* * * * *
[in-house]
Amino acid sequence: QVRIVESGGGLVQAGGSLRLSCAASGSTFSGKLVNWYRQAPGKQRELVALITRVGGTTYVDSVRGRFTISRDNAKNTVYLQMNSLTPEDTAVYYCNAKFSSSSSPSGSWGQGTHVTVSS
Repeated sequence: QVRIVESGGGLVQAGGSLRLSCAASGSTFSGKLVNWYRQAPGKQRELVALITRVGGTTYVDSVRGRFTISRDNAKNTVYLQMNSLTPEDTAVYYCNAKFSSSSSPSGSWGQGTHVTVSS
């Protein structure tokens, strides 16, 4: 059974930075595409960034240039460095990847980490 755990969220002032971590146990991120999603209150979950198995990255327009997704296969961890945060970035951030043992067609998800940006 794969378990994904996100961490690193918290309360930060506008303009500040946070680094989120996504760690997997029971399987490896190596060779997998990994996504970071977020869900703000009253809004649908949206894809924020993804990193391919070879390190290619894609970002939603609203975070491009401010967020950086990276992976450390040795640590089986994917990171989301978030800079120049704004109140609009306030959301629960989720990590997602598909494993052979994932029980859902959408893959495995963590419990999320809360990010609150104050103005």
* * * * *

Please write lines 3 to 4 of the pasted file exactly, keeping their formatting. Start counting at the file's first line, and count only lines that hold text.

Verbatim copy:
Repeated sequence: QVRIVESGGGLVQAGGSLRLSCAASGSTFSGKLVNWYRQAPGKQRELVALITRVGGTTYVDSVRGRFTISRDNAKNTVYLQMNSLTPEDTAVYYCNAKFSSSSSPSGSWGQGTHVTVSS
């Protein structure tokens, strides 16, 4: 059974930075595409960034240039460095990847980490 755990969220002032971590146990991120999603209150979950198995990255327009997704296969961890945060970035951030043992067609998800940006 794969378990994904996100961490690193918290309360930060506008303009500040946070680094989120996504760690997997029971399987490896190596060779997998990994996504970071977020869900703000009253809004649908949206894809924020993804990193391919070879390190290619894609970002939603609203975070491009401010967020950086990276992976450390040795640590089986994917990171989301978030800079120049704004109140609009306030959301629960989720990590997602598909494993052979994932029980859902959408893959495995963590419990999320809360990010609150104050103005």